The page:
• Rep. Porter Goss, R-Fla., a former CIA agent who is chairman of the House Select Committee on Intelligence, authored an unprecedented House resolution urging that Pollard never be freed, saying: “He is one of the worst traitors in our nation’s history. There is absolutely no reason to let this guy out of jail. None.”

  • When Clinton promised to review Pollard’s case, CIA Director George Tenet threatened to resign in protest, claiming it would “demoralize the intelligence community.”

  • Attorney Joseph diGenova, who prosecuted Pollard, told “This Week with Sam Donaldson and Cokie Roberts” back in October of 1998: “Pollard ranks among the four most serious cases of national security damage in the history of this country. Nothing matches what he did in terms of the compromise of the technical intelligence capability of this country, and he put at risk human lives.”

  • Who is Jonathan Pollard? Is he, as many Israeli and American Jews believe, a faithful Jew who risked all to save the women and children of Israel when the American intelligence community, inexplicably and perhaps illegally, was intent on denying Israel information about Saddam’s weapons of mass destruction – intended to destroy Israel?

    Is he the traitor that Goss, Tenet, diGenova and other U.S. officials claim him to be?

    Or is Pollard a much more complex character, filled with both dark and light – a man whose acts of espionage, though illegal, were understandable in the context of the Middle East strategic reality at the time?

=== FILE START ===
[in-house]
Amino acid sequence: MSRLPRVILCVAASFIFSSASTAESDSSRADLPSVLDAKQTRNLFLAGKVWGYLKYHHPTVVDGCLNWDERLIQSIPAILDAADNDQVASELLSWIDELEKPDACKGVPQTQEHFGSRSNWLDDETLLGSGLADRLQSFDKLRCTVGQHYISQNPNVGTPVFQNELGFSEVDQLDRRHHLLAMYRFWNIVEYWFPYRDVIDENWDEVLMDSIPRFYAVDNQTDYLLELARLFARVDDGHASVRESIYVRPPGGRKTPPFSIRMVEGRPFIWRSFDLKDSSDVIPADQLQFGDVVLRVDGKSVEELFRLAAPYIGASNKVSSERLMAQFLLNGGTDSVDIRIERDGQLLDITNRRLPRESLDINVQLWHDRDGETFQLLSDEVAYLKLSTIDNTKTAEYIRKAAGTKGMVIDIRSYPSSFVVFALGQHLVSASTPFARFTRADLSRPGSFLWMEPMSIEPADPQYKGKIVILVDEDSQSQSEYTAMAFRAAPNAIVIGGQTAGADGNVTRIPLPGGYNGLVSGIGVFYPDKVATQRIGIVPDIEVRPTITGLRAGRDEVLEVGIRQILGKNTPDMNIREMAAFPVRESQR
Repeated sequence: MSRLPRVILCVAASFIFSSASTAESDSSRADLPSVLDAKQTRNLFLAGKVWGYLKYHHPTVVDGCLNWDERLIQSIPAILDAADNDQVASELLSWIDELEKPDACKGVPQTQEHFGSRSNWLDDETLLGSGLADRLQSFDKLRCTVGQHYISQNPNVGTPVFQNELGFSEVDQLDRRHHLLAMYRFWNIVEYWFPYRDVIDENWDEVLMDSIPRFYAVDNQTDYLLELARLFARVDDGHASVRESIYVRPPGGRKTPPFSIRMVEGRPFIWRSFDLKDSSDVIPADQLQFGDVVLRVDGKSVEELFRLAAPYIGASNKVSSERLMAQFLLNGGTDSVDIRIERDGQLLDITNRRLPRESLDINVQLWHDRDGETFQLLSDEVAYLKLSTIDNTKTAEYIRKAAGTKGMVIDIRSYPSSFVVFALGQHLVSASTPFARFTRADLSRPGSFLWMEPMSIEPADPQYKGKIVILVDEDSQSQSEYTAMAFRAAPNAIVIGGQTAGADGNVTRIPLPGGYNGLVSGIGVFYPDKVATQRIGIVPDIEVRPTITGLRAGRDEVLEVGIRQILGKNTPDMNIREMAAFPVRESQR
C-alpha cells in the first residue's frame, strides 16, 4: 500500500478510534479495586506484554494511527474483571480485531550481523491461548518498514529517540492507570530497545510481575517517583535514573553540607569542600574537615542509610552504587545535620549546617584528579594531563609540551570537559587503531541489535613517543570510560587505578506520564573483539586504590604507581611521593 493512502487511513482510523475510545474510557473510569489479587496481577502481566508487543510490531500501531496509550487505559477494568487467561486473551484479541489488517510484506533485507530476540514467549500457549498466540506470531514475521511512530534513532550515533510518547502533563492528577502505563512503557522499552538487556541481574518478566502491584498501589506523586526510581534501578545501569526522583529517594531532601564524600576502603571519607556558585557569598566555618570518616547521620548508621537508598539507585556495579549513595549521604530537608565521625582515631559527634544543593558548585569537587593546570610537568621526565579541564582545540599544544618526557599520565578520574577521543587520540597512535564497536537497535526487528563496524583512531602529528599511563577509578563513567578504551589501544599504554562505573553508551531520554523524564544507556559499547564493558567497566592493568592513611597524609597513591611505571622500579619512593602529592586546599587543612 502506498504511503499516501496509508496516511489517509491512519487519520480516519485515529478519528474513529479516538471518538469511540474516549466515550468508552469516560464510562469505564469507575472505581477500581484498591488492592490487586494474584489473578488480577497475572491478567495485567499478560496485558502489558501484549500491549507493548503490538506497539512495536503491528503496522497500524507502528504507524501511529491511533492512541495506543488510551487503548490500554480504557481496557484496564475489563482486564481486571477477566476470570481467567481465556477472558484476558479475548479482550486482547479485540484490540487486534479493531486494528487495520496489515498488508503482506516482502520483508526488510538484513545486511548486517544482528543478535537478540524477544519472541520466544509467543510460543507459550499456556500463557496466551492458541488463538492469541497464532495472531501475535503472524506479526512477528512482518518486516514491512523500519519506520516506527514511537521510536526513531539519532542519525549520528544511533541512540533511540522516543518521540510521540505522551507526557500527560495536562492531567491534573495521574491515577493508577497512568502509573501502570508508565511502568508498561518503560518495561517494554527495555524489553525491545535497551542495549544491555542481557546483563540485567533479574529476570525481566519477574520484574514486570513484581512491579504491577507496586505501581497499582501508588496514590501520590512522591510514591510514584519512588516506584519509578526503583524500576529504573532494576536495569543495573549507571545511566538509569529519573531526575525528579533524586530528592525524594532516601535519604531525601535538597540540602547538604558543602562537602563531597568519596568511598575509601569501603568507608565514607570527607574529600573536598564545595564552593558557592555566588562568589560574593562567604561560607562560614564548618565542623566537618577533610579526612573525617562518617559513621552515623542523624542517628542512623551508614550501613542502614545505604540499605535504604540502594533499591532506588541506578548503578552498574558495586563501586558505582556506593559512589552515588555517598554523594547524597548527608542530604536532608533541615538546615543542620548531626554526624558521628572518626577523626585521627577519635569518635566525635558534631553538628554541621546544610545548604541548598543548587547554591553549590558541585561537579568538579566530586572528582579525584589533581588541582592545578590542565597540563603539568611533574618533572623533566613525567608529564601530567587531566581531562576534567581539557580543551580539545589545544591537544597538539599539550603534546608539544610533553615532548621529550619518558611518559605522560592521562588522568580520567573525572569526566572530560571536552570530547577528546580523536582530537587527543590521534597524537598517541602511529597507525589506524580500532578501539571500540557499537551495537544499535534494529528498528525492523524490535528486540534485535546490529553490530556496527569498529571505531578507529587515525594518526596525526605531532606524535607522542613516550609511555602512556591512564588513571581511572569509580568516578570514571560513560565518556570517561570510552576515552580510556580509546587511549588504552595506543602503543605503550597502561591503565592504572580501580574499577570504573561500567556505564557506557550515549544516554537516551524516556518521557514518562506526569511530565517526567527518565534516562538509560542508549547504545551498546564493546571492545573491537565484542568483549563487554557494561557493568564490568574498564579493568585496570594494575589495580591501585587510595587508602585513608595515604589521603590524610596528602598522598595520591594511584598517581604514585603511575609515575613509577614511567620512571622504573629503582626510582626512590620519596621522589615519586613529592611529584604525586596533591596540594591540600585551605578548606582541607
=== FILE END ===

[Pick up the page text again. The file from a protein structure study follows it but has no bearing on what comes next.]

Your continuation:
No matter what one chooses to believe when considering the universe that is the Jonathan Pollard spy case, there can be no doubt that it is filled with adventure, cloak-and-dagger mystery, multiple betrayals and international intrigue. Add to that a lost romance of childhood days rekindled.

    Regarding the latter, there can be no doubt that Pollard’s second wife, Esther -– a Jewish-Canadian school teacher formerly known as Elaine Zeitz -– is his staunchest advocate and ally.

    “Yes, Jonathan broke the law. But I wonder if you are aware that the ‘unforgivable’ crime that Jonathan committed was his warning Israel about Saddam Hussein’s plans to scorch the Jewish state. Yet his sentencing does not match the indictment. He was not allowed to challenge the agreements made in secret. No other man has been so betrayed and so slandered. It would never dawn on Jonathan to betray others.”